News briefs for the week take a look at breaking news from logistics leaders in U.S., with Symbotic and SoftBank partnering to create a WaaS called GreenBox, with SoftBank additionally launching its Project R, and Amazon launching its Sequoia robot/AI overhaul in Houston, then it’s grippers evolving into hands for industrial robots and cobots, and finally, the first-ever connecting of a robotic prosthetic hand directly to the brain.
Finally, tech help for SME warehouses
U.S.-based Symbotic and Tokyo-based SoftBank are joining forces to create low-cost, AI-based logistics automation services for small-to-medium (SME) warehouses, which the pair say is a $500 billion industry. The joint business is called GreenBox Systems LLC and was initially capitalized 65% by Softbank and 35% by Symbotic, for a total of $100 million.
According to the U.S. Bureau of Labor Statistics, there are “over 21,000 warehouse establishments in the US (as of 2023).” 80% of which have ZERO automation. With nearly 15,000 of those warehouses in the SME category and unable to pay the reported $25 million it takes to automate, GreenBox will offer a warehouse as a service model (WaaS).
Symbotic, which already generated “market heat selling AI-powered robotic warehouse management systems” to mega-size clients, including Walmart, Target, and Albertson’s, will now offer a WaaS monthly service to warehouses that “don’t have the money to buy them outright.”
“I’ve seen a lot of robotics tech and I’ve never seen anything like it in my life,” TD Cowen analyst Joseph Giordano said. “Compared to what it replaces, it’s like day and night.”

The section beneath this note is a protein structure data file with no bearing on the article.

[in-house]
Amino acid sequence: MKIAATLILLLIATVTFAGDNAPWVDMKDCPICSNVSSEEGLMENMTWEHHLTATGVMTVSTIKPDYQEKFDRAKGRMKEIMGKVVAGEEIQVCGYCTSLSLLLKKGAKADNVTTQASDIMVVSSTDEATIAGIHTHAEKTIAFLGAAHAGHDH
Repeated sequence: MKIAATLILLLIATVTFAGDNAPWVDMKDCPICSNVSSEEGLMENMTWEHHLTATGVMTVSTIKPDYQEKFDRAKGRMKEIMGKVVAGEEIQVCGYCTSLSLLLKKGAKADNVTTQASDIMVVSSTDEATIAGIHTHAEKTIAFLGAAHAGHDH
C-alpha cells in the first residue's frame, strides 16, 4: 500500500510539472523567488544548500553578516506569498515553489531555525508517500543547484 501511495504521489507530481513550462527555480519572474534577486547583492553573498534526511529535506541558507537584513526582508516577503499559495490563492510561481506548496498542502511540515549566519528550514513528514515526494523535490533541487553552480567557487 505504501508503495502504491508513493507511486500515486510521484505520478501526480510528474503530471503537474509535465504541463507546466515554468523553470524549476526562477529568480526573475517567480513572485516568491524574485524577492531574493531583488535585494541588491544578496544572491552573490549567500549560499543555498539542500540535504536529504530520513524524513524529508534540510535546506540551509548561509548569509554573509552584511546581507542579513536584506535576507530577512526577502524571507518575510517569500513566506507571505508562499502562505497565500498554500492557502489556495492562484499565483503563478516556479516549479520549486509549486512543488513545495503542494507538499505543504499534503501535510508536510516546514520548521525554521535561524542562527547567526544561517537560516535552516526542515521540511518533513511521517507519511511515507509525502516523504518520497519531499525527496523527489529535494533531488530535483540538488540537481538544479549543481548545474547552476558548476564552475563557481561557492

“GreenBox taps into the powerful potential of AI and other enabling technologies in supply chains, while also making the benefits of automation accessible to more businesses through an ‘as-a-service’ offering,” SoftBank’s Vikas Parekh said in a release.
“In partnership with Symbotic, GreenBox will equip customers with more intelligent, streamlined, and scalable warehousing solutions while eliminating the burden of major capital expenditures.”
Tech watch: SoftBank’s secret “Project R”
Project R is a tightly-held secret venture, but SoftBank Chairman Masayoshi Son, according to recent leaked reports, “has met with several high-profile investors and entrepreneurs to discuss potential investments in areas such as artificial intelligence, robotics, and autonomous vehicles.”
Whatever the final investments, look to AI to be the driver. Son-san said he believes artificial intelligence will surpass human intelligence within a decade, and the companies and people that work with AI will be the leaders in the next 10 to 20 years.
As for logistics, SoftBank already has investments in Boston Dynamics, AutoStore, Berkshire Grey (acquired in 2023), in addition to its recent joint ‘Warehouse as a Service’ (WaaS) venture with Symbotic, called GreenBox Systems (see above).
“Project R is seen as a way for SoftBank to diversify its investment portfolio and to place new bets on emerging technologies. The company has been facing increasing scrutiny in recent years over its investments in the Vision Fund, which has lost billions of dollars.”
Amazon overhauls with new robotics & AI: Sequoia
Amazon announced a new logistics overhaul for its operations using advanced robotics and AI that it calls Sequoia (reference to giant, ancient trees). Amazon launched the system this week at one of its warehouses in Houston.
Sequoia, said David Guerin, the company’s director of robotic storage technology, helps to put items for sale online much faster and makes it easier to predict delivery estimates. The new program reduces the time it takes to fulfill an order by up to 25%, added Guerin, and can identify and store inventory up to 75% faster.
“The faster we can process inventory, the greater the probability that we’re going to be able to deliver when we said we could,” Guerin said. He expects the new system to make up a significant portion of the company’s operations in the next three to five years.